One of the vaccine’s main selling points is its apparent ability to develop a more general immune response against SARS-CoV-2, the virus that causes COVID-19, rather than relying on the spike protein to do so. .
This means that the vaccine is more likely to be effective against the type of virus variants that we have already seen emerge and may emerge in the future. Some reports describe it as “variant evidence”.
The hope is that vaccines using this technology would be able to provide protection for longer, rather than continuing to be reformulated to get ahead of these newer variants.
How it works?
Valneva’s vaccine, called VLA2001, is based on proven vaccine technology. This is the technology used in the poliovirus vaccine and in some types of influenza vaccines. And the company already has a commercially available Japanese encephalitis vaccine based on the same technology.
VLA2001 uses an inactivated version of the whole virus, which cannot replicate itself or cause disease.
The virus is inactivated using a chemical called beta-propiolactone or BPL. This is widely used to inactivate other viruses for vaccines. It has even been used to make experimental versions of vaccines against SARS-CoV, the virus that causes SARS (severe acute respiratory syndrome).
This type of inactivation is expected to preserve the structure of viral proteins, as they would occur in nature. This means that the immune system will be presented with something similar to what happens naturally and develop a strong immune response.
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After being inactivated, the vaccine would be highly purified. Then an adjuvant (an immune stimulant) is added to induce a strong immune response.
VLA2001 is not the first inactivated vaccine against COVID-19. Major COVID-19 inactivated vaccines, such as those developed by Sinopharm and Bharat Biotech, have been approved for use in China and have received emergency approval in other countries, including India.
However, VLA2001 is the only COVID-19 vaccine candidate to use inactivated whole virus in clinical trials in the UK and mainland Europe.
What are the advantages that we know so far?
This approach to vaccine development introduces the immune system to all of the structural components of the SARS-CoV-2 virus, not just the spike protein, as many other COVID-19 vaccines do.
It is therefore believed that the vaccine from Valneva produces a more broadly protective immune response. In other words, antibodies and cells of the immune system are able to recognize and neutralize more fragments of the virus than the spike protein.
As a result, Valneva’s vaccine may be more effective in combating emerging variants of the COVID-19 virus and, if approved, play a useful role as a booster vaccine.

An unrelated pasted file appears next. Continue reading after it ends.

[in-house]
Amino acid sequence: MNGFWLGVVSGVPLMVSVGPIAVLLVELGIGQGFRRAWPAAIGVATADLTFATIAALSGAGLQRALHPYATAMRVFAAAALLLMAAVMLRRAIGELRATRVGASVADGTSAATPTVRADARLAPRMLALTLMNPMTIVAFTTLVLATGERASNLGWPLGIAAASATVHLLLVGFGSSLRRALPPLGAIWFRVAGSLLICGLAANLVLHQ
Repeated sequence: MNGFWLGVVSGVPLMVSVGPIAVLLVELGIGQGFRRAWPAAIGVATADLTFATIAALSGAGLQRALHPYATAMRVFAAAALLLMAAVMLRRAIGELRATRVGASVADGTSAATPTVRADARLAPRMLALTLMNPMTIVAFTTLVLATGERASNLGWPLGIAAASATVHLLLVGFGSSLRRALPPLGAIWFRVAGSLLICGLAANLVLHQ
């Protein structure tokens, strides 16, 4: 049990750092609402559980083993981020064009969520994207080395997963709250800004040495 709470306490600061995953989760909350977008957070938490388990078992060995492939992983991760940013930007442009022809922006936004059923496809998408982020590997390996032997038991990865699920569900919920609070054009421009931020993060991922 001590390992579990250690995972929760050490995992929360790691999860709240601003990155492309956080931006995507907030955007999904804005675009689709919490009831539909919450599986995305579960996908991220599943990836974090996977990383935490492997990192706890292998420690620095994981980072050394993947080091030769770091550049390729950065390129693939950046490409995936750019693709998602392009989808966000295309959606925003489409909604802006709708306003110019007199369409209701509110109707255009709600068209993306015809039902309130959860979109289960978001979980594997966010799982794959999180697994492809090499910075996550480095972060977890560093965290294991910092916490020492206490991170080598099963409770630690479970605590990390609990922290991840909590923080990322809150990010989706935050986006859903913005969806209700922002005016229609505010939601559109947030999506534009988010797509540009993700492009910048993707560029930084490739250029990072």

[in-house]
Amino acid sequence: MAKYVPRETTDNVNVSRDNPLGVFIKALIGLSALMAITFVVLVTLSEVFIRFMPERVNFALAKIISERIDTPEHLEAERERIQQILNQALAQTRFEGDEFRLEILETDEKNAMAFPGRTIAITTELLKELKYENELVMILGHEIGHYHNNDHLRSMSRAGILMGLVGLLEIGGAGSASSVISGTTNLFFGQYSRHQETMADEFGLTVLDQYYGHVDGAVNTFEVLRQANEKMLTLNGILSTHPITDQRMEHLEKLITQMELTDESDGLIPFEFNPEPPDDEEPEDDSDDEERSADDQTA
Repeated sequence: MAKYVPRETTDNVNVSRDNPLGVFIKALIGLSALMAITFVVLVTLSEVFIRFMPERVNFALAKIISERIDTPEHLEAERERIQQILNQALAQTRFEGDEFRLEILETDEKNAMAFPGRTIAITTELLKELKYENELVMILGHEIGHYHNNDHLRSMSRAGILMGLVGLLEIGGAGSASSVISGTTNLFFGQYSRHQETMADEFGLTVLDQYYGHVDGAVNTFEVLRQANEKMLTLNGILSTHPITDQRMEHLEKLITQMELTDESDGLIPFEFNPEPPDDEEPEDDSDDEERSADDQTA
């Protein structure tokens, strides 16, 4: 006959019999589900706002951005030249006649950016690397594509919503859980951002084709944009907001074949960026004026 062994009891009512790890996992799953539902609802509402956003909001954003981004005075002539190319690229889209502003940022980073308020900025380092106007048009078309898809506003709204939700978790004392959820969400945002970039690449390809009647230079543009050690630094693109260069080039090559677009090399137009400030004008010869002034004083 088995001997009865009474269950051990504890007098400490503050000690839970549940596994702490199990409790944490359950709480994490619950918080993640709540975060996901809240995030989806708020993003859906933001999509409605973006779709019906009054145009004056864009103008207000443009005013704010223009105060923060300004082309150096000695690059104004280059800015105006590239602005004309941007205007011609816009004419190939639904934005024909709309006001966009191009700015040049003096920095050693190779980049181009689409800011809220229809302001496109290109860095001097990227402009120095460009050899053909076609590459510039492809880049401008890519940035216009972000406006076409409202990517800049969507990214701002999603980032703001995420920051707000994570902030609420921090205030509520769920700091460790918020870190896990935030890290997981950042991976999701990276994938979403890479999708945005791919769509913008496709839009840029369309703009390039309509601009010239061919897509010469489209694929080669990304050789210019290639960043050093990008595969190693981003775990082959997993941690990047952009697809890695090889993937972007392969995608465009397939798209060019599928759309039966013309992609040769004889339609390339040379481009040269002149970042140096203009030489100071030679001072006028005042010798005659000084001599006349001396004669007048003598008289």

Valneva vaccine can be stored under standard cold chain conditions (2-8 ℃) and should be given as two injections.
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What about the results of clinical trials?
According to the company, no safety issues or serious adverse events have been associated with VLA2001 in early stage clinical trials.
VLA2001 was administered at a low, medium or high dose in these trials with all participants in the high dose group generating antibodies against the peak protein of the virus.
Measurement of the immune response in the high dose group after completing both doses indicated that antibody levels were, after two weeks, at least as high as those seen in patients naturally infected with SARS-CoV- 2.
Interestingly, VLA2001 elicited immune responses against a number of viral proteins (including the spike protein) in all participants, an encouraging sign that the vaccine may provide broad protection against COVID-19.
The vaccine has since moved on to Phase 3 clinical trials in the UK. The trial, which began in April 2021, will compare its safety and efficacy with the AstraZeneca vaccine.
The phase 3 trial is expected to be completed by the northern hemisphere fall this year. And if successful, would be subject to regulatory approval after that.
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Who is interested?
Despite the start of phase 3 clinical trials, the UK government has pre-ordered more than 100 million doses of the vaccine from Valneva, with the option of purchasing more. If the trials are successful and pass regulatory approval, that means the vaccine could be used as a booster in time for this year’s northern hemisphere winter.
Australia has confirmed that it is also in talks with Valeneva on importing the vaccine. Some countries in Europe would also be keen to conclude an agreement.
As new cases of COVID-19 increase around the world, we will continue to see new viral variants emerge that threaten to elude the protection offered by existing vaccines.
Already, we’re seeing vaccines from companies like Moderna and Novavax starting to reformulate their advanced protein-based vaccines to get ahead of emerging variants.
Thus, Valneva’s vaccine, with the potential to elicit a more broadly protective immune response, may prove to be a useful tool in combating the rise of the virus and its mutations. However, it remains to be seen whether the vaccine is truly “variant proof” or simply less affected by emerging variants.